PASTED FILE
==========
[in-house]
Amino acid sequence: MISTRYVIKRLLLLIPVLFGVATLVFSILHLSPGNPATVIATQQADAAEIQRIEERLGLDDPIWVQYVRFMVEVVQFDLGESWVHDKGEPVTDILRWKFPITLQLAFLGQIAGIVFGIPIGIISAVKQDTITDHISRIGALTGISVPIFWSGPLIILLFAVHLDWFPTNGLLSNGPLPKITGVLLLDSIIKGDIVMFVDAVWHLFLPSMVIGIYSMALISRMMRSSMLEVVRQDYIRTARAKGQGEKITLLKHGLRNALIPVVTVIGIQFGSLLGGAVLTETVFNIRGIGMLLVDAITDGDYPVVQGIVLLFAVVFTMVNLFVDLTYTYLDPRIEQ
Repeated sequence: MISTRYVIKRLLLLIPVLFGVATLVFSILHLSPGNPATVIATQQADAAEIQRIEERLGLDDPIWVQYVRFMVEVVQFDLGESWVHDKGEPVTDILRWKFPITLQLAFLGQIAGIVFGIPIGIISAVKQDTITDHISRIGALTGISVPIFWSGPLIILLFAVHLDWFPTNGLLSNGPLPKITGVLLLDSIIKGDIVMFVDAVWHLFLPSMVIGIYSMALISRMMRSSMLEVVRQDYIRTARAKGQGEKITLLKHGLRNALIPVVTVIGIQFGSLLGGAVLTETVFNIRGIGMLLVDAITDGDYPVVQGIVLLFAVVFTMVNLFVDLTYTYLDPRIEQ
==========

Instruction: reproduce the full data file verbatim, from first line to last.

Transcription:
[in-house]
Amino acid sequence: MISTRYVIKRLLLLIPVLFGVATLVFSILHLSPGNPATVIATQQADAAEIQRIEERLGLDDPIWVQYVRFMVEVVQFDLGESWVHDKGEPVTDILRWKFPITLQLAFLGQIAGIVFGIPIGIISAVKQDTITDHISRIGALTGISVPIFWSGPLIILLFAVHLDWFPTNGLLSNGPLPKITGVLLLDSIIKGDIVMFVDAVWHLFLPSMVIGIYSMALISRMMRSSMLEVVRQDYIRTARAKGQGEKITLLKHGLRNALIPVVTVIGIQFGSLLGGAVLTETVFNIRGIGMLLVDAITDGDYPVVQGIVLLFAVVFTMVNLFVDLTYTYLDPRIEQ
Repeated sequence: MISTRYVIKRLLLLIPVLFGVATLVFSILHLSPGNPATVIATQQADAAEIQRIEERLGLDDPIWVQYVRFMVEVVQFDLGESWVHDKGEPVTDILRWKFPITLQLAFLGQIAGIVFGIPIGIISAVKQDTITDHISRIGALTGISVPIFWSGPLIILLFAVHLDWFPTNGLLSNGPLPKITGVLLLDSIIKGDIVMFVDAVWHLFLPSMVIGIYSMALISRMMRSSMLEVVRQDYIRTARAKGQGEKITLLKHGLRNALIPVVTVIGIQFGSLLGGAVLTETVFNIRGIGMLLVDAITDGDYPVVQGIVLLFAVVFTMVNLFVDLTYTYLDPRIEQ